As shown in FIG. 1d, the glass slide is generally designated by the reference numeral 24 and includes the main body 26 having the entire surface covered with a coating of a transparent, electrically conductive material 28 such as tin oxide (SnO2), indium oxide (In2 O3) or the like. This glass slide 24 is disposed on the electrically insulating spacer 20 so that the transparent, electrically conductive coating 28 is contacted by the nematic liquid crystal. The nematic liquid crystal is thereby spread into the film 22 thereof by means of the action of the weight of the glass slide 24.

If desired, the transparent electrically conducting coating 28 may be disposed on one of the opposite surfaces of the glass slide 24. In this case it will readily be understood that the glass slide 24 is disposed on the electrically insulating spacer 20 so that the electrically conducting coating 28 contacts the nematic liquid crystal 22.

Then, an apertured electrode 30 is disposed on the glass slide 24. The electrode 30 includes an opening 30a not smaller in dimension than the opening 20a on the spacer 20 so that, with the spacer 20 overlaid with the electrode 30, the opening 20a is entirely located below the opening 30a.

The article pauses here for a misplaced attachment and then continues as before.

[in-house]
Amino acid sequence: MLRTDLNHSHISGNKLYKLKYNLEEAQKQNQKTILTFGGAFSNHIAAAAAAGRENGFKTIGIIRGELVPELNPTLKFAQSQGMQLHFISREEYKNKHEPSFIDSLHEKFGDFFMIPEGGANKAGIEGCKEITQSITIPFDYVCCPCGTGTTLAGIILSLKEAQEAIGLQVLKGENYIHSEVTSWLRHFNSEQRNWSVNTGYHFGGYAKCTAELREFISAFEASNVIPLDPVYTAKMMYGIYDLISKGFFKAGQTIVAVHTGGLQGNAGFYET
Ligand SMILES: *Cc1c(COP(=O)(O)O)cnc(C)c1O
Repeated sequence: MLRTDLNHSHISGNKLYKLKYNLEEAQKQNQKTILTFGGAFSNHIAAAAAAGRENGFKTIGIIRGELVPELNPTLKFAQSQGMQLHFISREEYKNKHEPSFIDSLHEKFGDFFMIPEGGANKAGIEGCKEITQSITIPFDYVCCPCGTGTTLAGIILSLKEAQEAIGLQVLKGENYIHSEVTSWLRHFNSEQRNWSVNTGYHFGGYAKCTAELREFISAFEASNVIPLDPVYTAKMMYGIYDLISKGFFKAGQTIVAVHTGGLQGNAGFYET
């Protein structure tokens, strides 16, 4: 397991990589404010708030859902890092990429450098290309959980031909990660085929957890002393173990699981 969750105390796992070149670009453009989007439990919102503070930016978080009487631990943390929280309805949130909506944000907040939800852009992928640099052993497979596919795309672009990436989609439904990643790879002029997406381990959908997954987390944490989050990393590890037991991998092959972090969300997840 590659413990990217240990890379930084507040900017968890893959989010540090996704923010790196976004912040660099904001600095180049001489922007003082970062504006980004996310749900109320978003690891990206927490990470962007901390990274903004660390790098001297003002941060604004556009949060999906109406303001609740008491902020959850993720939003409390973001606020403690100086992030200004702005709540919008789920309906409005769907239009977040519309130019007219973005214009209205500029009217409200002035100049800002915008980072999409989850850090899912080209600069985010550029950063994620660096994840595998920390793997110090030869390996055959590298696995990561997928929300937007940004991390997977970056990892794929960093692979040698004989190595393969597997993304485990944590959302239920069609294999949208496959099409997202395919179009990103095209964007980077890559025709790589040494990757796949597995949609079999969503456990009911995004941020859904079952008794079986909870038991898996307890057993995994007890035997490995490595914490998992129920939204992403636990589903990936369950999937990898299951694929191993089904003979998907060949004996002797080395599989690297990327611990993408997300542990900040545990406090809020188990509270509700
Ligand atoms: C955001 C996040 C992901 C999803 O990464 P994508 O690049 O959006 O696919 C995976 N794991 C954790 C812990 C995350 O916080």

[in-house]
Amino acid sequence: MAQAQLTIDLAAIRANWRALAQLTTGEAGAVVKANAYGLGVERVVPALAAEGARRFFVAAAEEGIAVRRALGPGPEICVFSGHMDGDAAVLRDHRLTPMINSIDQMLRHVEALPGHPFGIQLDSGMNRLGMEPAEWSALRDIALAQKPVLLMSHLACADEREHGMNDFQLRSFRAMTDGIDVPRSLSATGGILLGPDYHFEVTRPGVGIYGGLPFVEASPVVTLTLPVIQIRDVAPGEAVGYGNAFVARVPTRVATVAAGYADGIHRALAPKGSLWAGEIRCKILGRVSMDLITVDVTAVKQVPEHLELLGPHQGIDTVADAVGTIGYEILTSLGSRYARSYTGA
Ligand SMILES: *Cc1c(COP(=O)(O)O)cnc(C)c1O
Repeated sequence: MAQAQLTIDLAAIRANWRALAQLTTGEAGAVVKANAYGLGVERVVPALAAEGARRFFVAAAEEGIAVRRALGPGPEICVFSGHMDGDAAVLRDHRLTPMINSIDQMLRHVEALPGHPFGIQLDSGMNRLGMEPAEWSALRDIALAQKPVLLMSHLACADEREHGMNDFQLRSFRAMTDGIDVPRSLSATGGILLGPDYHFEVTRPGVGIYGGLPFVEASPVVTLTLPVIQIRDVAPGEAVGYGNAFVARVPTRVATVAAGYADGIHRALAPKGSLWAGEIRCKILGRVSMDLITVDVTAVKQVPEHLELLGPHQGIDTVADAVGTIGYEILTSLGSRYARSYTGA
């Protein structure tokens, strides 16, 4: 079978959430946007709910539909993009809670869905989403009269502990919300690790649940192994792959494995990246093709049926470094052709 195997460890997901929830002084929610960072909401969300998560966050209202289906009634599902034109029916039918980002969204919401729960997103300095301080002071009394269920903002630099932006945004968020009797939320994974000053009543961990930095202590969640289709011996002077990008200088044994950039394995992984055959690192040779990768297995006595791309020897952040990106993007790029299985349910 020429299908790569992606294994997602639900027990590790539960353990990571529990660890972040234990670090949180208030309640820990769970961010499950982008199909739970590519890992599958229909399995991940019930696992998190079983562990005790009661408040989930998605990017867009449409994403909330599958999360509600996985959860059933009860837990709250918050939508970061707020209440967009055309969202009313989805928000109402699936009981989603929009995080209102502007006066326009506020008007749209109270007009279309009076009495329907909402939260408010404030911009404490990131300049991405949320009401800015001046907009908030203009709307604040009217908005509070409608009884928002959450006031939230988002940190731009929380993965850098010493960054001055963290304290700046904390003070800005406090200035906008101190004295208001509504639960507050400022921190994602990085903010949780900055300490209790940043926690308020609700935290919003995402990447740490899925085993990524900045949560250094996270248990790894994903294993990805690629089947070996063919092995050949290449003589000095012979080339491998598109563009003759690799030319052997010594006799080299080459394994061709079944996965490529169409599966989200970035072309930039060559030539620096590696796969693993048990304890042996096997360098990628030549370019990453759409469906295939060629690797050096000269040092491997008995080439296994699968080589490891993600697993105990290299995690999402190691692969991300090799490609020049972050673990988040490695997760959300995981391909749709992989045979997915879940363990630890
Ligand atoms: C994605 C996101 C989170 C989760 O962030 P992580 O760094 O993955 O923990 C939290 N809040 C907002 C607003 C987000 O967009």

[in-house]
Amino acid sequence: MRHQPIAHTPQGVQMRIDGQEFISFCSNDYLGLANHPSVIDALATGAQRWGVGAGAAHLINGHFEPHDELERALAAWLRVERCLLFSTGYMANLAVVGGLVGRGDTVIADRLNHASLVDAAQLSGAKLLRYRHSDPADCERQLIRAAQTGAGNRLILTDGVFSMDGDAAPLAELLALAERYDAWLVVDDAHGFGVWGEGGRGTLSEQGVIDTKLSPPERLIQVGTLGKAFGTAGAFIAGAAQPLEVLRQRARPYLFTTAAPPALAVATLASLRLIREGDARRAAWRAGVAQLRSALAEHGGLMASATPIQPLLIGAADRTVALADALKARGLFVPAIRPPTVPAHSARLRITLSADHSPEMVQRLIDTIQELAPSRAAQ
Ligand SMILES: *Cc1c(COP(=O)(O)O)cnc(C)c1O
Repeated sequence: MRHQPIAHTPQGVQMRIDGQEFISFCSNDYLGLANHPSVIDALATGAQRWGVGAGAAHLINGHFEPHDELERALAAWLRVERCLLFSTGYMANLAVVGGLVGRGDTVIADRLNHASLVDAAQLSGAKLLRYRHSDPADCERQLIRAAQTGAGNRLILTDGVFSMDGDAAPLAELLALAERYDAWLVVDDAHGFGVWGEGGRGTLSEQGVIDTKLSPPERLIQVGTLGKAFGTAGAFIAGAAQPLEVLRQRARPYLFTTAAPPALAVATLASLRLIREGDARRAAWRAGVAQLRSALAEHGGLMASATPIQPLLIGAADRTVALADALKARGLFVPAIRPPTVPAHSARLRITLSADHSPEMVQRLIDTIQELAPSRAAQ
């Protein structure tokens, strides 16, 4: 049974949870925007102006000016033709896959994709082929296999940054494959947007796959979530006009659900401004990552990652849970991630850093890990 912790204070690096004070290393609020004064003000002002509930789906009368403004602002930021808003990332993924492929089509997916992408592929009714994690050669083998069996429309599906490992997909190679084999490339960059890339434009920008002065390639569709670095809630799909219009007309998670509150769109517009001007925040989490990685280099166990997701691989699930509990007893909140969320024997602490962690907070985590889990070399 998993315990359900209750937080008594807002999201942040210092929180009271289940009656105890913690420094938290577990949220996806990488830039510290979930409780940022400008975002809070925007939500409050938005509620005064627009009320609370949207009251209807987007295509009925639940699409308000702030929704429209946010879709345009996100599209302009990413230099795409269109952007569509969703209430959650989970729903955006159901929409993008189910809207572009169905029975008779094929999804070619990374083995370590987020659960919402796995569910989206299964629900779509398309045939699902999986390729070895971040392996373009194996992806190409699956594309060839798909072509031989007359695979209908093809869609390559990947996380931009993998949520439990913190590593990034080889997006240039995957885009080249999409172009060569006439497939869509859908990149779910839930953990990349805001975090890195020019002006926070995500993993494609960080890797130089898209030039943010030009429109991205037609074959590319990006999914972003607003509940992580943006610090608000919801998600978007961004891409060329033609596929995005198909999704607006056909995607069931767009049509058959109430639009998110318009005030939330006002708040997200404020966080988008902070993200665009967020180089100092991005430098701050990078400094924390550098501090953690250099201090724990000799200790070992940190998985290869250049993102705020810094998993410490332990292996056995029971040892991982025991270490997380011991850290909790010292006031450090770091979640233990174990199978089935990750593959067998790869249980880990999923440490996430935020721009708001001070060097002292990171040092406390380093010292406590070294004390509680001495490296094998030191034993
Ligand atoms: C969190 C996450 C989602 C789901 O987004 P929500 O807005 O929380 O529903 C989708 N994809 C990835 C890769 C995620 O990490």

The resulting structure is shown in FIG. 1d, and as seen in FIG. 1d, the main face 100a of the semiconductor chip 100 or the surface of the electrically insulating film 20 can be visually observed from the opening 30a on the electrode 30 through the glass slide 24 with the transparent electrically conductive coating 28 and the film of the nematic liquid crystal 22.